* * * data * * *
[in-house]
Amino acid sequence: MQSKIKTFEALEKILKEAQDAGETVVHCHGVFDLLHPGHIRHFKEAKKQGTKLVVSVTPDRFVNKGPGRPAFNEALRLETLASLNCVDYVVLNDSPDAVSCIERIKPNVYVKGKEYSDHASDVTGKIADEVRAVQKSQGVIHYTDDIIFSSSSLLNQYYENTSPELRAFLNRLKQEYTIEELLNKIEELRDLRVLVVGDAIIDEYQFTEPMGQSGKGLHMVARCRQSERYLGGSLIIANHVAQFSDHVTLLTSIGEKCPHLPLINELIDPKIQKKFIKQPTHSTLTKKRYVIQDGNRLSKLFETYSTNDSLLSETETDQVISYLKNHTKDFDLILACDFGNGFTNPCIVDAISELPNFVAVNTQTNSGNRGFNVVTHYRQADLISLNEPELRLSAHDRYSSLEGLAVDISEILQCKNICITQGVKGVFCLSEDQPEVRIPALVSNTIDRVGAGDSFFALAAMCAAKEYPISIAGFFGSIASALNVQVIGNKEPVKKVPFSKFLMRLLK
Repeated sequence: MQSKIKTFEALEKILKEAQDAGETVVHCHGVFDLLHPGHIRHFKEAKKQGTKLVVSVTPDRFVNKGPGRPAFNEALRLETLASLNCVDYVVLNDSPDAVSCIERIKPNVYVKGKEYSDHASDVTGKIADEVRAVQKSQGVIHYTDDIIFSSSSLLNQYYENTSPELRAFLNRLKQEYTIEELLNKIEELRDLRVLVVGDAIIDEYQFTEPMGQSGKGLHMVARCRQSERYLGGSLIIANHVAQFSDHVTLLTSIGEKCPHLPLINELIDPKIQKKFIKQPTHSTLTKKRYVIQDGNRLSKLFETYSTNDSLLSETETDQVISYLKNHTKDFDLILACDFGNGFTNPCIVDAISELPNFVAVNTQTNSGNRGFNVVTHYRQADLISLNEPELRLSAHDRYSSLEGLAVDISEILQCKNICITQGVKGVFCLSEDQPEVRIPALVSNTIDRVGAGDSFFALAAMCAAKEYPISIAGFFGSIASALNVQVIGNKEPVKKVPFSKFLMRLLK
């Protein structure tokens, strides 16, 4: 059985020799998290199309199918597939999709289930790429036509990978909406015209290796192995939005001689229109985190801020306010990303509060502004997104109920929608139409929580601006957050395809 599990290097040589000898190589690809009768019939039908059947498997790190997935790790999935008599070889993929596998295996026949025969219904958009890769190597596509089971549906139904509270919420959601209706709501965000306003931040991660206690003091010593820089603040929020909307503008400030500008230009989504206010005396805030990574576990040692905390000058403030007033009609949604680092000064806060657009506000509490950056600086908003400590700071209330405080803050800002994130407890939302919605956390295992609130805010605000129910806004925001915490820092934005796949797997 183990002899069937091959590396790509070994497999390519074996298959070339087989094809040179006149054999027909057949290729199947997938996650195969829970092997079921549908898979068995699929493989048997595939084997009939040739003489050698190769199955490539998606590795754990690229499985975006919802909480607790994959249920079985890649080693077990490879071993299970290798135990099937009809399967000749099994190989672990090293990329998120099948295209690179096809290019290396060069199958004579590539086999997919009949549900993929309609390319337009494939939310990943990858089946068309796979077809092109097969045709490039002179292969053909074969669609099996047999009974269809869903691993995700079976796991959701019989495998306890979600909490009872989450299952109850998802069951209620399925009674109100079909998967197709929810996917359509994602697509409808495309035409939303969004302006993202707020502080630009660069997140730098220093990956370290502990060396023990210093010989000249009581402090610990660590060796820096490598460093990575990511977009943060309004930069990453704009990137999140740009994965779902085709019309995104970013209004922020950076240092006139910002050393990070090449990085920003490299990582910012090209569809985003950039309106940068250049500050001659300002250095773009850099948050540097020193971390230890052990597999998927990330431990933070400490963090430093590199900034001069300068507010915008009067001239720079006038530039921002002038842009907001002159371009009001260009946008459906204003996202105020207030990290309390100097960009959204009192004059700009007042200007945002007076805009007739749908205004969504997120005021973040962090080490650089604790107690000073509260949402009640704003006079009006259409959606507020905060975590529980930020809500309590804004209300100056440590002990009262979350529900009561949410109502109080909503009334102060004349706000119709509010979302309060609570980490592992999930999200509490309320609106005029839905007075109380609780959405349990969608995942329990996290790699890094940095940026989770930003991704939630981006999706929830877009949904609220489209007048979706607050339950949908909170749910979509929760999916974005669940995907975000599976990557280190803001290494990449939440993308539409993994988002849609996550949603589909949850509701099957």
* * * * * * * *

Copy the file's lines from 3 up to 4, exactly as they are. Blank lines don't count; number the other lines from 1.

Repeated sequence: MQSKIKTFEALEKILKEAQDAGETVVHCHGVFDLLHPGHIRHFKEAKKQGTKLVVSVTPDRFVNKGPGRPAFNEALRLETLASLNCVDYVVLNDSPDAVSCIERIKPNVYVKGKEYSDHASDVTGKIADEVRAVQKSQGVIHYTDDIIFSSSSLLNQYYENTSPELRAFLNRLKQEYTIEELLNKIEELRDLRVLVVGDAIIDEYQFTEPMGQSGKGLHMVARCRQSERYLGGSLIIANHVAQFSDHVTLLTSIGEKCPHLPLINELIDPKIQKKFIKQPTHSTLTKKRYVIQDGNRLSKLFETYSTNDSLLSETETDQVISYLKNHTKDFDLILACDFGNGFTNPCIVDAISELPNFVAVNTQTNSGNRGFNVVTHYRQADLISLNEPELRLSAHDRYSSLEGLAVDISEILQCKNICITQGVKGVFCLSEDQPEVRIPALVSNTIDRVGAGDSFFALAAMCAAKEYPISIAGFFGSIASALNVQVIGNKEPVKKVPFSKFLMRLLK
């Protein structure tokens, strides 16, 4: 059985020799998290199309199918597939999709289930790429036509990978909406015209290796192995939005001689229109985190801020306010990303509060502004997104109920929608139409929580601006957050395809 599990290097040589000898190589690809009768019939039908059947498997790190997935790790999935008599070889993929596998295996026949025969219904958009890769190597596509089971549906139904509270919420959601209706709501965000306003931040991660206690003091010593820089603040929020909307503008400030500008230009989504206010005396805030990574576990040692905390000058403030007033009609949604680092000064806060657009506000509490950056600086908003400590700071209330405080803050800002994130407890939302919605956390295992609130805010605000129910806004925001915490820092934005796949797997 183990002899069937091959590396790509070994497999390519074996298959070339087989094809040179006149054999027909057949290729199947997938996650195969829970092997079921549908898979068995699929493989048997595939084997009939040739003489050698190769199955490539998606590795754990690229499985975006919802909480607790994959249920079985890649080693077990490879071993299970290798135990099937009809399967000749099994190989672990090293990329998120099948295209690179096809290019290396060069199958004579590539086999997919009949549900993929309609390319337009494939939310990943990858089946068309796979077809092109097969045709490039002179292969053909074969669609099996047999009974269809869903691993995700079976796991959701019989495998306890979600909490009872989450299952109850998802069951209620399925009674109100079909998967197709929810996917359509994602697509409808495309035409939303969004302006993202707020502080630009660069997140730098220093990956370290502990060396023990210093010989000249009581402090610990660590060796820096490598460093990575990511977009943060309004930069990453704009990137999140740009994965779902085709019309995104970013209004922020950076240092006139910002050393990070090449990085920003490299990582910012090209569809985003950039309106940068250049500050001659300002250095773009850099948050540097020193971390230890052990597999998927990330431990933070400490963090430093590199900034001069300068507010915008009067001239720079006038530039921002002038842009907001002159371009009001260009946008459906204003996202105020207030990290309390100097960009959204009192004059700009007042200007945002007076805009007739749908205004969504997120005021973040962090080490650089604790107690000073509260949402009640704003006079009006259409959606507020905060975590529980930020809500309590804004209300100056440590002990009262979350529900009561949410109502109080909503009334102060004349706000119709509010979302309060609570980490592992999930999200509490309320609106005029839905007075109380609780959405349990969608995942329990996290790699890094940095940026989770930003991704939630981006999706929830877009949904609220489209007048979706607050339950949908909170749910979509929760999916974005669940995907975000599976990557280190803001290494990449939440993308539409993994988002849609996550949603589909949850509701099957």